29 May 2016
21 May 2016
Now that everyone from the last beginners' course is in full bogu, it's time to start thinking about buying your zekken (also called a nafuda). This is a personalised bag-shaped cover that fits over the centre flap of your tare, and shows your dojo and name. These are both useful, and necessary if you ever want to enter a competition.
Zen Sankei in Japan make our zekken for us. They have a special page set up where only Nanseikan members can enter their details to order a Nanseikan zekken. You just input your name, and also the size of your tare.
Because they are small and light, I don't think postage is very much. But you might like to find other people who want to order them together and save on postage.
Cain Lee is the man who runs Zen Sankei Australia. He lives mostly in Japan but visits Australia regularly and is a member of Melbourne Budokai.
3 May 2016
After you've finished reading this post, enjoy this great video of oji waza (counter-attacks) from a very kind Youtube user in Hiroshima. If you go to the Youtube page, you'll see they've given the timing references for all the different techniques displayed. I love the calligraphy "do" 道 at the end of the dojo.
For everyone, both our most recent beginners and our ongoing members, membership fees for the Australian Kendo Renmei and the Victorian Kendo Renmei are due by 15th June.
Why the 15th?
The VKR has recently introduced a cut-off date for memberships of the 15th of each month. This is to allow for processing. Remember the VKR is a small organisation run entirely by volunteers. So if you need to be registered as a member by the 1 July, then you need to get your application in by 15th of the month before.
Half year memberships
These don't apply now, but will be relevant to those who join the August beginners' course. Half-year memberships allow those joining late a reduced rate for membership to bring them into line with the normal membership year (1 July - 30 June). They are a one-off and only available to new members. These fees will be due on 15 December.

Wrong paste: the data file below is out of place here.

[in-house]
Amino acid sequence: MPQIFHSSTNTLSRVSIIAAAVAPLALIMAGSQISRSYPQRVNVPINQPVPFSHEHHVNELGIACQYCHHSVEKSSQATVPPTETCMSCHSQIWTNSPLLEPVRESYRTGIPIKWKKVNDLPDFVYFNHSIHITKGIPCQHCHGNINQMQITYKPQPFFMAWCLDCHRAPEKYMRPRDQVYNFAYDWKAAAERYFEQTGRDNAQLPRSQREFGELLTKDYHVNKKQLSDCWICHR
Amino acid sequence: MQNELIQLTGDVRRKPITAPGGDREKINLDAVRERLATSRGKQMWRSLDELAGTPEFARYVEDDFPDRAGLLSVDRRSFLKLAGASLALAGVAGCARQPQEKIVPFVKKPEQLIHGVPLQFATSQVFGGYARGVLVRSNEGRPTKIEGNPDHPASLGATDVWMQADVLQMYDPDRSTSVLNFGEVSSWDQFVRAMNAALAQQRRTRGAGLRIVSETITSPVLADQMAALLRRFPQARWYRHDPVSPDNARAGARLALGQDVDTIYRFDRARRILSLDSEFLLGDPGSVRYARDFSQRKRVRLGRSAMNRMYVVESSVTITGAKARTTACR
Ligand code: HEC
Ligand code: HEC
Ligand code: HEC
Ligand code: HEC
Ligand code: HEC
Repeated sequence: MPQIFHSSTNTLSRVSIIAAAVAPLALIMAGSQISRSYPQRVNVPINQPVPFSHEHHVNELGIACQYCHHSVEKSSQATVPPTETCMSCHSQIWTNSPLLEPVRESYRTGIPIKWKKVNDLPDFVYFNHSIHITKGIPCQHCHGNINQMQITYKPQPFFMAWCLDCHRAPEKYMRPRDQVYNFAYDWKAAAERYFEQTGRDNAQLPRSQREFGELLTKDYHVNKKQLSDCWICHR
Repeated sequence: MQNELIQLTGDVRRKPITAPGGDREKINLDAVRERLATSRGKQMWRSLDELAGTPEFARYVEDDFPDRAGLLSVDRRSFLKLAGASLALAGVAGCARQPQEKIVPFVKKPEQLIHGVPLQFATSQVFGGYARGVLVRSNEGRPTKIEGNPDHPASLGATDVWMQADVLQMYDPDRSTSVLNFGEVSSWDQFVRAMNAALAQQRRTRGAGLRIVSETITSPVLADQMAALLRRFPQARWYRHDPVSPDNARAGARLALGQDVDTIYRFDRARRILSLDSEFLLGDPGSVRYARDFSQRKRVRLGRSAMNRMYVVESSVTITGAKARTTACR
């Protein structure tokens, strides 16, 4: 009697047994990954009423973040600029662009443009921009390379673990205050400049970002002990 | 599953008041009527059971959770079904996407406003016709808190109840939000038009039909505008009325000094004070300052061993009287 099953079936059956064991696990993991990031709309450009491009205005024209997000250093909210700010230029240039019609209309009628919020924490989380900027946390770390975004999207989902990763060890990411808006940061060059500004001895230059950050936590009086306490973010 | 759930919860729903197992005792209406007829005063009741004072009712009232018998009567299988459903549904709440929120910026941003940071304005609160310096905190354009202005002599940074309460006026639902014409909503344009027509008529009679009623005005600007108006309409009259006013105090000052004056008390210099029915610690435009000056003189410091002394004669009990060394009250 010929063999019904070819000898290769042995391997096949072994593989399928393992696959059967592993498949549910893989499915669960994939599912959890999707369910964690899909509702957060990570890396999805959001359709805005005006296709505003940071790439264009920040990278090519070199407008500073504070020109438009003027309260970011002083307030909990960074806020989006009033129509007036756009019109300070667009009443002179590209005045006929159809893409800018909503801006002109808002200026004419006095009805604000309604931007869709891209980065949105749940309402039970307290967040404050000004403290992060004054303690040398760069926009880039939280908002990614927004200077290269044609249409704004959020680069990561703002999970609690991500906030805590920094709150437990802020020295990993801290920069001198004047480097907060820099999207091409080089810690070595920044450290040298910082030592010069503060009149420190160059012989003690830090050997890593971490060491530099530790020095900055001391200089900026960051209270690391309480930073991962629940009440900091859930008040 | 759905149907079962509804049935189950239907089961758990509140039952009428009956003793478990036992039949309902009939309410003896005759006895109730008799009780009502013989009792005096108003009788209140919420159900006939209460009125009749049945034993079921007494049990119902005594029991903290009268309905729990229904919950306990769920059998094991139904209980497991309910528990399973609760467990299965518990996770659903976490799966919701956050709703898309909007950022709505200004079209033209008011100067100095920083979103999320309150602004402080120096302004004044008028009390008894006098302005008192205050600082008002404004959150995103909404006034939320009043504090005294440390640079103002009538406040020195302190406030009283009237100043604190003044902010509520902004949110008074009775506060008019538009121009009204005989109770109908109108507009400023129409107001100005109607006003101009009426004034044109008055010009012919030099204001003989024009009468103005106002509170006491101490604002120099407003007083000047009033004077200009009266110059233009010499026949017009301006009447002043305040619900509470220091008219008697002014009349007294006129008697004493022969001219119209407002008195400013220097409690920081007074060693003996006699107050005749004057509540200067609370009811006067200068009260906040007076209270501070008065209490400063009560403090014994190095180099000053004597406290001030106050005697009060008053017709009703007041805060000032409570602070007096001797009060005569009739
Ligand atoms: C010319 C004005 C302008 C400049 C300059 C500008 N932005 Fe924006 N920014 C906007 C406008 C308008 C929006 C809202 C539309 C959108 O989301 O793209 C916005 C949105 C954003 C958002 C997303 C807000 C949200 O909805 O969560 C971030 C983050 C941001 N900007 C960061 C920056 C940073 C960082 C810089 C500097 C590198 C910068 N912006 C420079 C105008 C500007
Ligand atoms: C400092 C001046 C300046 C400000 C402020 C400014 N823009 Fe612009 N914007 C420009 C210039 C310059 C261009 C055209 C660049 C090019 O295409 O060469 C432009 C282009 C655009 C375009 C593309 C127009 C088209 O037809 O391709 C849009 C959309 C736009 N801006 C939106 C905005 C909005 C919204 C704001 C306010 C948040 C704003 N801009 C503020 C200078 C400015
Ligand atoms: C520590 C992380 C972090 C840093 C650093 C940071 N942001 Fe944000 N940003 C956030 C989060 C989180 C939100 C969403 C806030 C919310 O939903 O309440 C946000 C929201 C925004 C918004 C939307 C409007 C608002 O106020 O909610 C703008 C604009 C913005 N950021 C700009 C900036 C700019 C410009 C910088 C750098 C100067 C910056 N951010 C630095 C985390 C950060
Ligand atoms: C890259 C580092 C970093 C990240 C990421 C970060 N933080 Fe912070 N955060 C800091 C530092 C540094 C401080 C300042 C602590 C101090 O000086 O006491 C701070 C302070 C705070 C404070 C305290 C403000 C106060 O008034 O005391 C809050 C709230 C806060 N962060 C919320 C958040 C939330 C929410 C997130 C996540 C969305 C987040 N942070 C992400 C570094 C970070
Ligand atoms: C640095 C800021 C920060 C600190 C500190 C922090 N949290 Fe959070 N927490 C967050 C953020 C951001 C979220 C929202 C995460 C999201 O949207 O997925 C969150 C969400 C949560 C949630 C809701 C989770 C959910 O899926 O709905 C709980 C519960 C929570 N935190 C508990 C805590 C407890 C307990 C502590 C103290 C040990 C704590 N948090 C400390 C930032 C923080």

The first reason is insurance. When you are a member you have personal injury insurance. That means in the event of a serious injury requiring medical treatment you can get most if not all your costs covered. It also covers lost wages. For more information, go here.
The second reason is gradings. You can only grade if you have been a financial member for at least 3 months prior to the grading. As an ongoing member you can only keep any grades attained if you maintain your membership.
The third reason is competitions. Self-explanatory really.
The last reason is the community of kenshi. The AKR is made up of all the member states and territories in Australia (NT finally started their own Kendo Renmei last year, woohoo!). It is recognised by the Federal Government, as well as the International Kendo Renmei (and via the FIK, by the IOC and SportAccord) as the governing body for Kendo, Iaido and Jodo in Australia.
Sakurajima, the volcano that dominates the city of Kagoshima in southern Kyushu.
We have our personality clashes and falling-outs, but so far the organisation has remained strong and intact. I think this is because of the structure of Kendo in general. There is no "O-sensei" or Founder or "Soke", so there are no battles about whose Kendo is 'the correct Kendo' as there is often in other martial arts. Kendo is less of a pyramid, and more like Sakurajima: a high mountain with space on the summit for many awesome sensei. That means there are many, slightly different ways to embody the 'ultimate' Kendo. And that means we try to beat each other in keiko, not in righteousness!
To protect that community we need to first of all support it financially. Later on we can volunteer our time if we wish, to help run the organisation or events. Either way we should be grateful that we are part of a real and true Kendo organisation that has strong and ongoing links with the best Kendo in the world. When a VKR sensei says they can give you an introduction to a dojo or a university in Japan, you can be assured that when you arrive there you will receive a warm welcome, not the cold shoulder or quizzical looks. Even if you can't get to Japan in the foreseeable future, you will always have the chance to train with high level sensei who come to Australia to run seminars. In that situation you can make your own connections and promises to meet one day in Japan.
What are the precise rules and where are they written up?
The precise rules are: 5 months training prior to attempting 6th kyu and 3 of those months as a paid-up member. They are detailed in the AKR Kendo Board's Manual of Documents which can be found here.
For our members, especially our new ones, I have created an infographic that tries to present visually the different fees and when they are due throughout the year. Click on it twice to zoom in fully.